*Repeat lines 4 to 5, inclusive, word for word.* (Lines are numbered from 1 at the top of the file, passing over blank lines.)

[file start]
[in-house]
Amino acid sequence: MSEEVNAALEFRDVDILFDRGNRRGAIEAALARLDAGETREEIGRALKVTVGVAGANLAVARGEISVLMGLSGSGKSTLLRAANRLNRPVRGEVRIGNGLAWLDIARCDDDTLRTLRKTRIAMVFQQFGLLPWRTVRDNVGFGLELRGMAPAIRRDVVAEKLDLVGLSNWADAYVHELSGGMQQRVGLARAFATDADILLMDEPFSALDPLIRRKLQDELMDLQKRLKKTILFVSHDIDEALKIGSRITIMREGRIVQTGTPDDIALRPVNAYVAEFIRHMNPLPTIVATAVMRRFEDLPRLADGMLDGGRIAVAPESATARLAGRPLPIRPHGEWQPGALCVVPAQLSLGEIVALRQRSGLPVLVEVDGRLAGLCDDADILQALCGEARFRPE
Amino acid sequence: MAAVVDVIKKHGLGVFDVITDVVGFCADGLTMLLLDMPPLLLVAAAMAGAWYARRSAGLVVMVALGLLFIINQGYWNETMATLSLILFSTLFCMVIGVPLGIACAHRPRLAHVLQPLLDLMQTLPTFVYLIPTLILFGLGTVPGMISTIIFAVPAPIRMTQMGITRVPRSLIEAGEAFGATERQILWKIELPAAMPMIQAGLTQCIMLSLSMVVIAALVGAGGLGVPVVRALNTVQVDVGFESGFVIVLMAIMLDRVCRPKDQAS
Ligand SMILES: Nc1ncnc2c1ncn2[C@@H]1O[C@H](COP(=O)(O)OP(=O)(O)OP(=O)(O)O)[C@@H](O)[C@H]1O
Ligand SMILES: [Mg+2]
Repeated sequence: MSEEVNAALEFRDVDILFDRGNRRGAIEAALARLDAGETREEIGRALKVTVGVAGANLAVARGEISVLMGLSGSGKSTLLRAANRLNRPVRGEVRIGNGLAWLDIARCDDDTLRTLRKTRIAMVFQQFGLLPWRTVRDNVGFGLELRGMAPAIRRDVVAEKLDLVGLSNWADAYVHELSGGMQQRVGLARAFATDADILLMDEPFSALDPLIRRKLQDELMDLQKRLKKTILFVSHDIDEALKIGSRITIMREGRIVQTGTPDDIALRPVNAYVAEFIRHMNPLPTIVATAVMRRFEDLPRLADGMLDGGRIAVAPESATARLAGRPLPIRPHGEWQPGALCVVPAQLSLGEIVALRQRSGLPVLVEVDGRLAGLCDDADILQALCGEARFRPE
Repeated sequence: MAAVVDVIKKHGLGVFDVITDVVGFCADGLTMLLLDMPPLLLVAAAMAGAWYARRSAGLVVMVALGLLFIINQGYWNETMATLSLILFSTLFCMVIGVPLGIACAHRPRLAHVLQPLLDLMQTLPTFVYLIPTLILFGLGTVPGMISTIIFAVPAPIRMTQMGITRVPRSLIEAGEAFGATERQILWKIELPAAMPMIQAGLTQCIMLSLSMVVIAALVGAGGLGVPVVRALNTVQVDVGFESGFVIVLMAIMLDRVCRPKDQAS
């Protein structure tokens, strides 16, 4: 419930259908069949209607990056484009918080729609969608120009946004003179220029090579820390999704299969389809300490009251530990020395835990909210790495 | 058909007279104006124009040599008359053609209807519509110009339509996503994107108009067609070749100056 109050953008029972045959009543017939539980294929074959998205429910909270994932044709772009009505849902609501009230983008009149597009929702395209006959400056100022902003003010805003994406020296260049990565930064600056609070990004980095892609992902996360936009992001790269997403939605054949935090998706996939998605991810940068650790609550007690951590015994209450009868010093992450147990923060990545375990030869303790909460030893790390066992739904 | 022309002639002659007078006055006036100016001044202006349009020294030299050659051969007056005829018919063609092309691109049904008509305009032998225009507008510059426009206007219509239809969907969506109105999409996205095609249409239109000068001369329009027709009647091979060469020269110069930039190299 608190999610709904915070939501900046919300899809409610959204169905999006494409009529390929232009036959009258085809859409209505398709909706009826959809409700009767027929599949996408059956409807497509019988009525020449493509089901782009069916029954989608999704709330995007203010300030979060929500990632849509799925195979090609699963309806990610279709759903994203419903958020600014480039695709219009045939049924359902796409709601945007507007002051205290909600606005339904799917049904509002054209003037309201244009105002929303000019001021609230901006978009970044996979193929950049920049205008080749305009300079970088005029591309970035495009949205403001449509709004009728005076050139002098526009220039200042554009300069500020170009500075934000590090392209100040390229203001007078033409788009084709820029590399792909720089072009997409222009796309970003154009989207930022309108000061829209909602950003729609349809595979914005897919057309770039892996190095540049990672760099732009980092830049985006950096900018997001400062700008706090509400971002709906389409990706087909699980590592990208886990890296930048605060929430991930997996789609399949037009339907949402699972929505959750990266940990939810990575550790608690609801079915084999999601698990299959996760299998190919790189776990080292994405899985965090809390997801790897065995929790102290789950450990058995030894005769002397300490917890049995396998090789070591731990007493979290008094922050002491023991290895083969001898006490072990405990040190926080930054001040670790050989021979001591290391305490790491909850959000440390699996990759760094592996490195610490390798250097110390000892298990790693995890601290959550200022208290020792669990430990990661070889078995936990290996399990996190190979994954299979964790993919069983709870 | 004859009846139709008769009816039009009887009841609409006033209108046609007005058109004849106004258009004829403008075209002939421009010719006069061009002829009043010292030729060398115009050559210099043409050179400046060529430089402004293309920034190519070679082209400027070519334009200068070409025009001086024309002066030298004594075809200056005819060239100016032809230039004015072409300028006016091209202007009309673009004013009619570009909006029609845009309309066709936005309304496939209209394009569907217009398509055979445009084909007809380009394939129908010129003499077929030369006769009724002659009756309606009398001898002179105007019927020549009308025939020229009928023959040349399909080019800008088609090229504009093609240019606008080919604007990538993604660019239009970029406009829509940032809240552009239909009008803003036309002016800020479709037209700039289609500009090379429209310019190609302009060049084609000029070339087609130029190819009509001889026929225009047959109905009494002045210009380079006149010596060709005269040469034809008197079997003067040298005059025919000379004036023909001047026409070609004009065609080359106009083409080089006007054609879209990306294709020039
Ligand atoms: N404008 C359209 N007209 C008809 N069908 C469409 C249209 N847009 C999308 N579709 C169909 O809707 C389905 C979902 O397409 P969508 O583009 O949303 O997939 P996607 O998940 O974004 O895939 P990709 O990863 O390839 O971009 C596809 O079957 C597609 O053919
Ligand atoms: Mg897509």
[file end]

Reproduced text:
Ligand SMILES: Nc1ncnc2c1ncn2[C@@H]1O[C@H](COP(=O)(O)OP(=O)(O)OP(=O)(O)O)[C@@H](O)[C@H]1O
Ligand SMILES: [Mg+2]